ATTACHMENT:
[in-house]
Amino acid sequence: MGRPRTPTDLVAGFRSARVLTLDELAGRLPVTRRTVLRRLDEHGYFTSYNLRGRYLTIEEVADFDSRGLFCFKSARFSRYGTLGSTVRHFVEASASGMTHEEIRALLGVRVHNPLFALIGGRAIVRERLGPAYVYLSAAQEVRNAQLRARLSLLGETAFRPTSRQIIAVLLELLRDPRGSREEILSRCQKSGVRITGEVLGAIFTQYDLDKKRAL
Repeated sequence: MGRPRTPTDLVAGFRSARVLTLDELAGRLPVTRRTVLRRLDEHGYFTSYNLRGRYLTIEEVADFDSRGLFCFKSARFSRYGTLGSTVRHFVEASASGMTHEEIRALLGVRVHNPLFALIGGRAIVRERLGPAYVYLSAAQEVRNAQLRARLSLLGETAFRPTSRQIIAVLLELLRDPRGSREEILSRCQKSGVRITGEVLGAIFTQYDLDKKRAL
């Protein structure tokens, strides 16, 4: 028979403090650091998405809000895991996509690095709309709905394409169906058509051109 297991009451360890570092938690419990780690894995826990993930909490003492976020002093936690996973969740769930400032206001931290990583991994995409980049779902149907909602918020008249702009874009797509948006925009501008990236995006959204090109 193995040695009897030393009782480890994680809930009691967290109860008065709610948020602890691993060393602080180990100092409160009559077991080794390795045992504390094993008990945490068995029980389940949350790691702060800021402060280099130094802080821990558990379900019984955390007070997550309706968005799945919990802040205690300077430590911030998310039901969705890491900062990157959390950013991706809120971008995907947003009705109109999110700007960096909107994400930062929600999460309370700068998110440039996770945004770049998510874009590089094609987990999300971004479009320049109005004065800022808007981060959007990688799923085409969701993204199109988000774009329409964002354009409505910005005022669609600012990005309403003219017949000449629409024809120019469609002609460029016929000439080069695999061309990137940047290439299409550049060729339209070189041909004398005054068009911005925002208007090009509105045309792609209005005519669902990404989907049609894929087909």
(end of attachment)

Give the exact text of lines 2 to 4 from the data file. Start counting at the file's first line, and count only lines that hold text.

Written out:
Amino acid sequence: MGRPRTPTDLVAGFRSARVLTLDELAGRLPVTRRTVLRRLDEHGYFTSYNLRGRYLTIEEVADFDSRGLFCFKSARFSRYGTLGSTVRHFVEASASGMTHEEIRALLGVRVHNPLFALIGGRAIVRERLGPAYVYLSAAQEVRNAQLRARLSLLGETAFRPTSRQIIAVLLELLRDPRGSREEILSRCQKSGVRITGEVLGAIFTQYDLDKKRAL
Repeated sequence: MGRPRTPTDLVAGFRSARVLTLDELAGRLPVTRRTVLRRLDEHGYFTSYNLRGRYLTIEEVADFDSRGLFCFKSARFSRYGTLGSTVRHFVEASASGMTHEEIRALLGVRVHNPLFALIGGRAIVRERLGPAYVYLSAAQEVRNAQLRARLSLLGETAFRPTSRQIIAVLLELLRDPRGSREEILSRCQKSGVRITGEVLGAIFTQYDLDKKRAL
């Protein structure tokens, strides 16, 4: 028979403090650091998405809000895991996509690095709309709905394409169906058509051109 297991009451360890570092938690419990780690894995826990993930909490003492976020002093936690996973969740769930400032206001931290990583991994995409980049779902149907909602918020008249702009874009797509948006925009501008990236995006959204090109 193995040695009897030393009782480890994680809930009691967290109860008065709610948020602890691993060393602080180990100092409160009559077991080794390795045992504390094993008990945490068995029980389940949350790691702060800021402060280099130094802080821990558990379900019984955390007070997550309706968005799945919990802040205690300077430590911030998310039901969705890491900062990157959390950013991706809120971008995907947003009705109109999110700007960096909107994400930062929600999460309370700068998110440039996770945004770049998510874009590089094609987990999300971004479009320049109005004065800022808007981060959007990688799923085409969701993204199109988000774009329409964002354009409505910005005022669609600012990005309403003219017949000449629409024809120019469609002609460029016929000439080069695999061309990137940047290439299409550049060729339209070189041909004398005054068009911005925002208007090009509105045309792609209005005519669902990404989907049609894929087909």